I’ve always loved wallflowers in stories, but I’ve never defined wallflowers as simply the shy, retiring girl. If you read historical romance, you know that there’s always more to a wallflower. She may not get picked to dance, but it doesn’t mean she isn’t fierce, clever, and one of the most interesting heroines you’ll ever read.
When it came to writing my own wallflower romance, is it any wonder that I chose to make her an unconventional? Clarissa “Clary” Ruthven will always be one of my favorite characters, because she’s the first character I wrote when she was a teenager in book one of the Romancing the Rules series, Rules for a Rogue, and then had to put her back on the page as a unique, independent heroine of her own story.
I wanted her to “come out swinging” in the first scene in which readers meet her in How to Woo a Wallflower. To find out exactly what I mean and how I accomplished it, here’s a snippet from the first chapter where the hero, Gabriel, encounters Clary again for the first time after many years.
Rounding the corner, he expected to find a man overpowering a woman with his height and strength. A sight he’d seen a thousand times in these streets. Instead, he spotted a man bent at the waist, clutching his groin, glaring toward the entrance of the Fisk Academy for Girls, according to the sign above the door.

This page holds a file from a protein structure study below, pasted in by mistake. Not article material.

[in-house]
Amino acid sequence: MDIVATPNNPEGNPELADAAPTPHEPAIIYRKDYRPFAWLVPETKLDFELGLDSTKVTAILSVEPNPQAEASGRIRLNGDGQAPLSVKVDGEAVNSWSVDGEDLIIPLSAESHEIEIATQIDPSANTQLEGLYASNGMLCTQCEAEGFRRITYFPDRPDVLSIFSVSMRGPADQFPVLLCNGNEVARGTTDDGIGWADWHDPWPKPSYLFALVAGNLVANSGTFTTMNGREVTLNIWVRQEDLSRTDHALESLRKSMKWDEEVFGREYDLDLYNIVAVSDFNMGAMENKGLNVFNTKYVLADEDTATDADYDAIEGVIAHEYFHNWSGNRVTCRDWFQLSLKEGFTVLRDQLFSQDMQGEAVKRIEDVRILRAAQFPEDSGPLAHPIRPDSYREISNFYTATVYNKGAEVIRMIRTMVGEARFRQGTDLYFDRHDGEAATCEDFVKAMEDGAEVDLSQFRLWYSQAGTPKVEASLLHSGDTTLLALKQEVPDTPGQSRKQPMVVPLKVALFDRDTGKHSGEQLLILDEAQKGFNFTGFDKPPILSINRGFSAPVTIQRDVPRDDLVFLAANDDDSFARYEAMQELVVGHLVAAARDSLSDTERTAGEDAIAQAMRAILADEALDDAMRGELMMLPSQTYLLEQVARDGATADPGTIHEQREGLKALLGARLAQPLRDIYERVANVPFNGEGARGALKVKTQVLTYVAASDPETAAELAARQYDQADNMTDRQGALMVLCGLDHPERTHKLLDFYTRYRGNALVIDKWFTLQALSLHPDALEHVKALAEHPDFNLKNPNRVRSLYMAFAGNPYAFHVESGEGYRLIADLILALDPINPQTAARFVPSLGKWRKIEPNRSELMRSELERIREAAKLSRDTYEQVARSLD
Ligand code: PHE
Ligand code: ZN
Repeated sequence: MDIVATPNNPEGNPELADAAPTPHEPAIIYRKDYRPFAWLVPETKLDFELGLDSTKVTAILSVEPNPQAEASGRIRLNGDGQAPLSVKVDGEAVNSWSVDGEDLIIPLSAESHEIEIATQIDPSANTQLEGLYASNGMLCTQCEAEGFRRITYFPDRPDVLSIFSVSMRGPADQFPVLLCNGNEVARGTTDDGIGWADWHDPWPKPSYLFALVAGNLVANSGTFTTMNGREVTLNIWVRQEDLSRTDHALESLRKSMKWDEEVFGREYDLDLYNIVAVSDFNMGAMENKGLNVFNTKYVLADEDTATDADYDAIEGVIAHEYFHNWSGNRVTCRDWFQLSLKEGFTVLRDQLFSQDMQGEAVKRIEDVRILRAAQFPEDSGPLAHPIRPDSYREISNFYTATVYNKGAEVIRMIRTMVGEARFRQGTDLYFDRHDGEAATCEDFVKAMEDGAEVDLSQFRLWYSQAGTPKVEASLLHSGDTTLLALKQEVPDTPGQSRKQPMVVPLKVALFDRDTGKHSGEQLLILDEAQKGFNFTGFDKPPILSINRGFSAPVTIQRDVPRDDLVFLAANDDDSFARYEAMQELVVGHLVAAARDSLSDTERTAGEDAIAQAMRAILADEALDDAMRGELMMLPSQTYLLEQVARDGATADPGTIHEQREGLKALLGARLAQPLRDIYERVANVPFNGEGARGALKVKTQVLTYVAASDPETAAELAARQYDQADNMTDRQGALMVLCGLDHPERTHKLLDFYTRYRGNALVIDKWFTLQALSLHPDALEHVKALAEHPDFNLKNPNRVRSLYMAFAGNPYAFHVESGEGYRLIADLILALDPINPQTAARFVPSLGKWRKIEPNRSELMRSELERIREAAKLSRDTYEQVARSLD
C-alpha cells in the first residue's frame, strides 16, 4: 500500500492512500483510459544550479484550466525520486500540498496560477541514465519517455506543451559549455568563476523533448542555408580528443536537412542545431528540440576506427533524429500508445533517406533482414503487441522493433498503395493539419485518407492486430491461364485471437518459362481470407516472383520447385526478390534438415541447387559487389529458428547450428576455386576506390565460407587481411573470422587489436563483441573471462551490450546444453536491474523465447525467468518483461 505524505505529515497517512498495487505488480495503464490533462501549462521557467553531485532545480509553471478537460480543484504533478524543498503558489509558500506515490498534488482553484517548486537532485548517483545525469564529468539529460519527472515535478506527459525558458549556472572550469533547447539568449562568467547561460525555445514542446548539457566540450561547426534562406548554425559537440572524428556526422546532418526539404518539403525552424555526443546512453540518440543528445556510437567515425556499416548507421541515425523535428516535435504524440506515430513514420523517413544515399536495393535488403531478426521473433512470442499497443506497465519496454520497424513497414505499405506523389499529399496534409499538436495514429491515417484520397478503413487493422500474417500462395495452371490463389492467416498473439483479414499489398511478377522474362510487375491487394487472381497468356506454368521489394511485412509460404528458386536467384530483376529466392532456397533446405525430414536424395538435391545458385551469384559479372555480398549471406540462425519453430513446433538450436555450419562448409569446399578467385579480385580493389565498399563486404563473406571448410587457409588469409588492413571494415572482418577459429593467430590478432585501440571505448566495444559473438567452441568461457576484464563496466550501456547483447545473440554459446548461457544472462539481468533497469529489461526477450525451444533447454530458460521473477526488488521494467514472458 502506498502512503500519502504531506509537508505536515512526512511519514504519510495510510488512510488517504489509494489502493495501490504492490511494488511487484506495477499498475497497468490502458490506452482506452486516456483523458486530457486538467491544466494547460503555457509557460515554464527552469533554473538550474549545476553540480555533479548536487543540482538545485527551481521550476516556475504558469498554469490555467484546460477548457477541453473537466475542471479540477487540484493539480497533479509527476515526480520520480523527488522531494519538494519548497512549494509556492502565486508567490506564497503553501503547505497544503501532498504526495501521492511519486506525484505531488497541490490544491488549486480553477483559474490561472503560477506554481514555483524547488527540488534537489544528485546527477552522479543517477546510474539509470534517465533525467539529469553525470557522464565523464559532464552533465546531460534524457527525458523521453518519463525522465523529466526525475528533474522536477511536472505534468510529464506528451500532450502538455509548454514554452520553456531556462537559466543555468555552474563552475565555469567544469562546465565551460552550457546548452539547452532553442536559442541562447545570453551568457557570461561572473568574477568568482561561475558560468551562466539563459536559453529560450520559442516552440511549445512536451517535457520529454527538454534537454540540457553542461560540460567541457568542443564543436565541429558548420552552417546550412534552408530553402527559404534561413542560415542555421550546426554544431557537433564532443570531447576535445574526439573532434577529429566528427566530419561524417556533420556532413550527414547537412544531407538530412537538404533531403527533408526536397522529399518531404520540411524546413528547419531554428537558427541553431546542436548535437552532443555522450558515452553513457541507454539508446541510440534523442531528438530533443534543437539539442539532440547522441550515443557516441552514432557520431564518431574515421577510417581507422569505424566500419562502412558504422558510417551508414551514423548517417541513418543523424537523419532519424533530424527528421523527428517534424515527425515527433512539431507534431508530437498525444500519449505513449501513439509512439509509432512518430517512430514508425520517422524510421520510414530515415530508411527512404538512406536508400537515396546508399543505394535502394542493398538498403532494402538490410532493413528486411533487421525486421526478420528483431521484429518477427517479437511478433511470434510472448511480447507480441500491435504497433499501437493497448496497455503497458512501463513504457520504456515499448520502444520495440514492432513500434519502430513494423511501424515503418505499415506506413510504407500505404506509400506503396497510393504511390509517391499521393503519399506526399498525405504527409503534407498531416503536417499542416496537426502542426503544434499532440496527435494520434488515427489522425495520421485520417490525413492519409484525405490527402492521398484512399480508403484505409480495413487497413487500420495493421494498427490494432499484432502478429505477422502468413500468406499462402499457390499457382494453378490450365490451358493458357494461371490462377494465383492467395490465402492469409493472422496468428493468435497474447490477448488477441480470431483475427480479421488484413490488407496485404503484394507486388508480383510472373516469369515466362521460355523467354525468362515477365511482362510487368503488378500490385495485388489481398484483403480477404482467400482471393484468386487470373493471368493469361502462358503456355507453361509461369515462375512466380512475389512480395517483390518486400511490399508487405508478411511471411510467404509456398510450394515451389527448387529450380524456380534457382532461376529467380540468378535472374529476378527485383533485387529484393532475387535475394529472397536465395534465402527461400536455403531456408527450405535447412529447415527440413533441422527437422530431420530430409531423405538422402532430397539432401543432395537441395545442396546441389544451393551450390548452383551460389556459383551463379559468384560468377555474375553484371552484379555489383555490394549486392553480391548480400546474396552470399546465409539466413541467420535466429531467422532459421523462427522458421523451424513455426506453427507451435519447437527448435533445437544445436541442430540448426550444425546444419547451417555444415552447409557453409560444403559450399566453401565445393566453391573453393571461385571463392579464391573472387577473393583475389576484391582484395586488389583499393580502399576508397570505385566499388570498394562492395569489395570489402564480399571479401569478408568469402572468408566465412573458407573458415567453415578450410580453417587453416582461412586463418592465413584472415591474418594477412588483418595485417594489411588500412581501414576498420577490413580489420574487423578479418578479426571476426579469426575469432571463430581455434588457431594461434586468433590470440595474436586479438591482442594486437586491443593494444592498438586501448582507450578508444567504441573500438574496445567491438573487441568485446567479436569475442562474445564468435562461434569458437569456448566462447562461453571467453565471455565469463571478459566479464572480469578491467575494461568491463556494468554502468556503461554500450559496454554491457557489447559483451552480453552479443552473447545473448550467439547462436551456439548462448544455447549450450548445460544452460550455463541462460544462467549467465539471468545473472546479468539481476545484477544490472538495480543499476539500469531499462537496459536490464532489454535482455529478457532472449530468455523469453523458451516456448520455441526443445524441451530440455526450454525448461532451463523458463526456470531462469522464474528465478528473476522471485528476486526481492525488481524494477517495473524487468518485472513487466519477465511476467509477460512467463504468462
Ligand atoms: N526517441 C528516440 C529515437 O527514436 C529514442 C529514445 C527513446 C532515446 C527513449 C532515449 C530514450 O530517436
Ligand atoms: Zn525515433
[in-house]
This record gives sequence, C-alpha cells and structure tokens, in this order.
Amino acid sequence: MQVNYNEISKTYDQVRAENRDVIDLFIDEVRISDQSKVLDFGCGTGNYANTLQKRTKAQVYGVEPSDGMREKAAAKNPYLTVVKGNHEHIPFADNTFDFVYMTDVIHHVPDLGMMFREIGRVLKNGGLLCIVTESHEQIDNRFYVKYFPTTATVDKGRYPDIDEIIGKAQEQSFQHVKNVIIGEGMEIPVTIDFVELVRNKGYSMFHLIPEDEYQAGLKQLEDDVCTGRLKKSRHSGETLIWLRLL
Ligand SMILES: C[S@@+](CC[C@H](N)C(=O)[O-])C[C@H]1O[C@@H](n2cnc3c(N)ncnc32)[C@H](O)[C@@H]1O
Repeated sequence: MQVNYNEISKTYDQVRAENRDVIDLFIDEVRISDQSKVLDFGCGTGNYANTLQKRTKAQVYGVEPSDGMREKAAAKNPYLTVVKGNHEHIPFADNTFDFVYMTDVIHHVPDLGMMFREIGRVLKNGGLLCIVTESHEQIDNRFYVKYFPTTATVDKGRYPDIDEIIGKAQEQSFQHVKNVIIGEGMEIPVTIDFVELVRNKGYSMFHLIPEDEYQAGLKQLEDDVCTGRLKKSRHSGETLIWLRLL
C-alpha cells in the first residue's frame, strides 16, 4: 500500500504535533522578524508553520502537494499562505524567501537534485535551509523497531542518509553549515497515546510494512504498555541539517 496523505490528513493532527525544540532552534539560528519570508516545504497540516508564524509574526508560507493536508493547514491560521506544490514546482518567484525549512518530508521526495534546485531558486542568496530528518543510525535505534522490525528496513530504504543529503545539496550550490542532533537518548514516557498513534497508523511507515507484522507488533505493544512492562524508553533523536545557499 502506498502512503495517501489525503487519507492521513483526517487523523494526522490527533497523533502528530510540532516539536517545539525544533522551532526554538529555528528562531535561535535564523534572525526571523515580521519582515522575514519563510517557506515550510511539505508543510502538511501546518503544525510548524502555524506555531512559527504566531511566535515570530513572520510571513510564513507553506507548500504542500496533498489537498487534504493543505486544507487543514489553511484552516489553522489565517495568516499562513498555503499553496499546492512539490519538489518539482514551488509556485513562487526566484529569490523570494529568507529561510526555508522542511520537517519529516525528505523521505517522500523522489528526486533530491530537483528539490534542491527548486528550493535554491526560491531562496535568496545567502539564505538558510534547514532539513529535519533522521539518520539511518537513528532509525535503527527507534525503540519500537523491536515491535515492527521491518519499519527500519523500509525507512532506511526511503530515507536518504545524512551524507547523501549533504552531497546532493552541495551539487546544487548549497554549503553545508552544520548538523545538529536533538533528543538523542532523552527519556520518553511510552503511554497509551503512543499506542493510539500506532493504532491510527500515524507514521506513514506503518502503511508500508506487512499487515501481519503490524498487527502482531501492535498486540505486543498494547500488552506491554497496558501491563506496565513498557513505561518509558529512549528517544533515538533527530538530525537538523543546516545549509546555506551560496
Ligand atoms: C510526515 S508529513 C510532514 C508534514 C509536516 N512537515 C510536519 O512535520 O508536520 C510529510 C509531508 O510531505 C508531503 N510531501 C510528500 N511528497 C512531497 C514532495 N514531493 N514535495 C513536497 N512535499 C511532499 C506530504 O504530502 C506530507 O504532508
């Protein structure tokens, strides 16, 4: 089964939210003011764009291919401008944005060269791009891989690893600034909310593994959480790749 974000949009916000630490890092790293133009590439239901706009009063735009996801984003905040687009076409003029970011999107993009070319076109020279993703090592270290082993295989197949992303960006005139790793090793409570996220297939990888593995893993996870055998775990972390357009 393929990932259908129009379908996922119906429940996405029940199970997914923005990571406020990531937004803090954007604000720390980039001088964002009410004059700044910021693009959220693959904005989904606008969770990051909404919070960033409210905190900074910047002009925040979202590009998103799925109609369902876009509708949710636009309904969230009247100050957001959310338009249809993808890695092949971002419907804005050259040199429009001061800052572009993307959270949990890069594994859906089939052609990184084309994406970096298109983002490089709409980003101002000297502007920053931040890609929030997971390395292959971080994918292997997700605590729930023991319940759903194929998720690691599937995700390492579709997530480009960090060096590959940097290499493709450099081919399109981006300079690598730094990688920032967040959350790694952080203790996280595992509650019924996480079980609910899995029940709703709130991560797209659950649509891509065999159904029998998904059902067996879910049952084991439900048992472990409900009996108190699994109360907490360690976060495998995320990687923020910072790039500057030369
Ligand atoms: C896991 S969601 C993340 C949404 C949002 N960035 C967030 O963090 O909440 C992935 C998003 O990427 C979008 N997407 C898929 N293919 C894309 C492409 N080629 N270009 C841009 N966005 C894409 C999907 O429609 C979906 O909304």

“I’ll smash that pretty face of yours,” the wounded blighter cried.
“I don’t think you will,” a feminine voice countered. “And don’t let me see you darken this doorstep ever again.”
A croquet mallet emerged through the doorway first, the cylinder of wood painted with jaunty blue stripes around the edges. Purple ruffles came next, the edge of a skirt kicking up as a diminutive woman stomped out to face the wounded man.
Gabe rushed forward to assist her and jerked to a dead stop.
Pert nose. Guinea-gold hair. Wavy strands glinting in a beam of afternoon sun that managed to break through the clouds.
He recognized her, yet he squinted, unwilling to believe the evidence of his eyes. Queen Victoria parading down the sodden streets of Whitechapel wouldn’t have shocked him more. What business could the young woman have in this soot-smeared place?